VISIONS AND VISTAS
She looked at the canvas; it was blurred with a sudden intensity, as if she saw it clear for a second, she drew a line there, in the centre. It was done; it was finished. Yes, she thought, laying down her brush in extreme fatigue, I have had my vision.
|Gateway to Cannon Hill from Heath Drive.
Acrylic on canvas
This particular vision, not quite finished but still a work in progress, is an illustration for NW6 and All That, the book Kathleen and I are writing about West Hampstead. I began the painting two or three weeks ago in the belated blaze of spring, working occasionally en plein air in our suburban patch of Eden.
|Photo by EP
I based the composition on a photograph I took from the vantage point of Heath Drive, NW3, looking across the busy intersection with Finchley Road to the top of stately Cannon Hill. The domed and redbrick building is Avenue Mansions, built in the year of Queen Victoria’s Diamond Jubilee, when Heath Drive was still known as West Hampstead Avenue. Bean ‘modelled’ for the dog in the foreground.
Lower down Cannon Hill are Malborough Mansions whose distinguished residents have included the painter Sir William Coldstream, the conductor Sir Adrian Boult and the novelist Nigel Balchin who coined not only the brand name Kit Kat but also the terms ‘boffin’ and ‘backroom boys’. In the same street lived the eminent Victorian geologist Henry Bolingbroke Woodward and his artist daughter Alice, who produced the first illustrated version of Barrie’s Peter Pan. And at the bottom of Cannon Hill, on the corner of West End Lane, was the beginning of West Hampstead café society, a small establishment opened in 1884 as part of the temperance movement’s revival of the London coffee-house scene.
And now, by way of a sneak preview of our book, Kathleen will tell you about an interesting literary figure who spent an idyllic Edwardian childhood in West Hampstead Avenue and knew intimately the thoroughfares of Cannon Hill and Kidderpore Avenue (home to the wealthy dye merchant Charles Cannon who, in the 1870s, converted an old footpath into Cannon Hill).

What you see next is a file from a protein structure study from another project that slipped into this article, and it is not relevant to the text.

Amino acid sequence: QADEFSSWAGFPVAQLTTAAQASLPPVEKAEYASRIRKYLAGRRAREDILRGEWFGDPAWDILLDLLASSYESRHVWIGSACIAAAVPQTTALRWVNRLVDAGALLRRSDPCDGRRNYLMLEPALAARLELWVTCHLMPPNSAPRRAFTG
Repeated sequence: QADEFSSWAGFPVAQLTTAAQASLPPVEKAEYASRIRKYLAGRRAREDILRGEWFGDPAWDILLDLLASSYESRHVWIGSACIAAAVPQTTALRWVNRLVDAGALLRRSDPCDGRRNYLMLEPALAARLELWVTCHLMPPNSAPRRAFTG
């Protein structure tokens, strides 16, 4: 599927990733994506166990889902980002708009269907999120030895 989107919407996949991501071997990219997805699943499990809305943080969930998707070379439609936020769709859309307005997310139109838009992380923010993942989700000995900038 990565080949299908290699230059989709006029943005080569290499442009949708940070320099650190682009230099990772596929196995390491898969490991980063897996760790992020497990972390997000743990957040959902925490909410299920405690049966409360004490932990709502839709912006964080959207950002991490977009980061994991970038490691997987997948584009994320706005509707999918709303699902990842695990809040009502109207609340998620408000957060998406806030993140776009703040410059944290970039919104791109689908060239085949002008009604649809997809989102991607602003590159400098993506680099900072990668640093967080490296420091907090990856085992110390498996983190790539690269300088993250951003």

The extravagantly named Vivian de Sola Pinto (1895-1969) was a leading scholarly authority on D. H. Lawrence and appeared for the defence in the Lady Chatterley Trial. He had been Siegfried Sasson’s second-in-command while they served with the Royal Welsh Fusiliers in France during the First World War and he appears as ‘Velmore’ in Sassoon’s Sherston Memoirs. He was also a friend of the Sitwells and Robert Graves and moved very much in the artistic and cultural circles of the high modernist period.
|Pinto (standing second from left) at Garsington with Ottoline Morrell’s
daughter Julian, E. M. Forster, the Bloomsbury historian Goldsworthy
Lowes Dickinson, and the canadian poet Frank Prewett.
He grew up in a house called ‘Heathcroft’ in West Hampstead Avenue, which, thanks to a petition organized by his father, a tobacconist in St James’s Street, was rechristened Heath Drive – a subtle metamorphosis that, together with trees being planted by the council and a possible adjustment in postcode, allowed residents north of Cannon Hill to escape the ‘ignominy’ of being part of West Hampstead, NW6.
|Photo by EP
Amazingly, he was living round the corner almost from ‘Derwen’ in Hermitage Lane the night a young ‘unknown poet’ from the Black Country, called Lawrence, read some of his own verses to a gathering that included Ezra Pound and W. B. Yeats.